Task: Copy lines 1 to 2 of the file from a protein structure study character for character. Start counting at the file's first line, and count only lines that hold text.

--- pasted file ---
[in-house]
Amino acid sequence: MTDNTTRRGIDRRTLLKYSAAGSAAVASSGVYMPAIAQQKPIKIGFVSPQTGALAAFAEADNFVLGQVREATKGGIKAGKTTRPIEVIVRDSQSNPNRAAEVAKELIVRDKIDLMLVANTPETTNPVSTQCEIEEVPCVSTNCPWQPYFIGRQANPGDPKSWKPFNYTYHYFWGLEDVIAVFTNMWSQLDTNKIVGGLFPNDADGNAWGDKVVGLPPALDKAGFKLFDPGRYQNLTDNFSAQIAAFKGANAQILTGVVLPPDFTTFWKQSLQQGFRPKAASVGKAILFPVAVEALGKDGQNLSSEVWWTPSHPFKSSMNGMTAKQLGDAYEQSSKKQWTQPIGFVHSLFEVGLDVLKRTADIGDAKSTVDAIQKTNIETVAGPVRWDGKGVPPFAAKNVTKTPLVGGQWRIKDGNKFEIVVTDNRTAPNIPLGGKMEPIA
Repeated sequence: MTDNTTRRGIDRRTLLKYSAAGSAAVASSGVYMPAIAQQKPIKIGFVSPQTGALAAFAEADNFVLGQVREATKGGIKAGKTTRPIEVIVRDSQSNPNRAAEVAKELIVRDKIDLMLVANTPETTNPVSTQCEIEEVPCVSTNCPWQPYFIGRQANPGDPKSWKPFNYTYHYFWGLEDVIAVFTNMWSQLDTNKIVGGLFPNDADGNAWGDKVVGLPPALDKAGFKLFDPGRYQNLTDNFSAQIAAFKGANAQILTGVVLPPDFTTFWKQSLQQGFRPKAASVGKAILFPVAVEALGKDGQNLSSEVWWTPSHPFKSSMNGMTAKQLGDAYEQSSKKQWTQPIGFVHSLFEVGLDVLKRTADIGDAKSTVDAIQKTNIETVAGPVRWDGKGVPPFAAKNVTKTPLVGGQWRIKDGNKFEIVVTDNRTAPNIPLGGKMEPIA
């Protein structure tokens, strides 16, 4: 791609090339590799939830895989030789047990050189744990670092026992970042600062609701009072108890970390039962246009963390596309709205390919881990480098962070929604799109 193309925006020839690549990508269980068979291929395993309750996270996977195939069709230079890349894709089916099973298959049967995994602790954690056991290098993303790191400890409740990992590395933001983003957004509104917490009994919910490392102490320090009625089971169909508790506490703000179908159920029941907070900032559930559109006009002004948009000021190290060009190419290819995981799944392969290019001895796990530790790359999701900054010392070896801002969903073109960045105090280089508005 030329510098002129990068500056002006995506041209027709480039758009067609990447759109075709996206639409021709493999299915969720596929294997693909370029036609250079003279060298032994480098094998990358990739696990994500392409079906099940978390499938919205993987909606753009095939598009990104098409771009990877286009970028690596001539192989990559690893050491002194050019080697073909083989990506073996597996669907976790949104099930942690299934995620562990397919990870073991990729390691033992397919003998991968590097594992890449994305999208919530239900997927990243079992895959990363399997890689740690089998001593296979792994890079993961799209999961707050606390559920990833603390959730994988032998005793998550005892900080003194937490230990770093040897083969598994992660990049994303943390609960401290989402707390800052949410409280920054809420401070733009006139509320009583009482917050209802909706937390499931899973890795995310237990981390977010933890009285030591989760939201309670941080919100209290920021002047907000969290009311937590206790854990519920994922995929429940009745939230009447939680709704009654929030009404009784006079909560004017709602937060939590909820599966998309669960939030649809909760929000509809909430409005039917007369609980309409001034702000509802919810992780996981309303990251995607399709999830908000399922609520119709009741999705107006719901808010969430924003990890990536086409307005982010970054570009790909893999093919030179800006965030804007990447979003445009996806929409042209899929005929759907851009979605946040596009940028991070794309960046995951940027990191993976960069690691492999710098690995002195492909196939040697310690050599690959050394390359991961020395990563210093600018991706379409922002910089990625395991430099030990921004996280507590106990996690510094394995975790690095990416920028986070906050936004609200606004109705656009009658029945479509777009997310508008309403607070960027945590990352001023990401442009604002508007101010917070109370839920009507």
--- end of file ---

[in-house]
Amino acid sequence: MTDNTTRRGIDRRTLLKYSAAGSAAVASSGVYMPAIAQQKPIKIGFVSPQTGALAAFAEADNFVLGQVREATKGGIKAGKTTRPIEVIVRDSQSNPNRAAEVAKELIVRDKIDLMLVANTPETTNPVSTQCEIEEVPCVSTNCPWQPYFIGRQANPGDPKSWKPFNYTYHYFWGLEDVIAVFTNMWSQLDTNKIVGGLFPNDADGNAWGDKVVGLPPALDKAGFKLFDPGRYQNLTDNFSAQIAAFKGANAQILTGVVLPPDFTTFWKQSLQQGFRPKAASVGKAILFPVAVEALGKDGQNLSSEVWWTPSHPFKSSMNGMTAKQLGDAYEQSSKKQWTQPIGFVHSLFEVGLDVLKRTADIGDAKSTVDAIQKTNIETVAGPVRWDGKGVPPFAAKNVTKTPLVGGQWRIKDGNKFEIVVTDNRTAPNIPLGGKMEPIA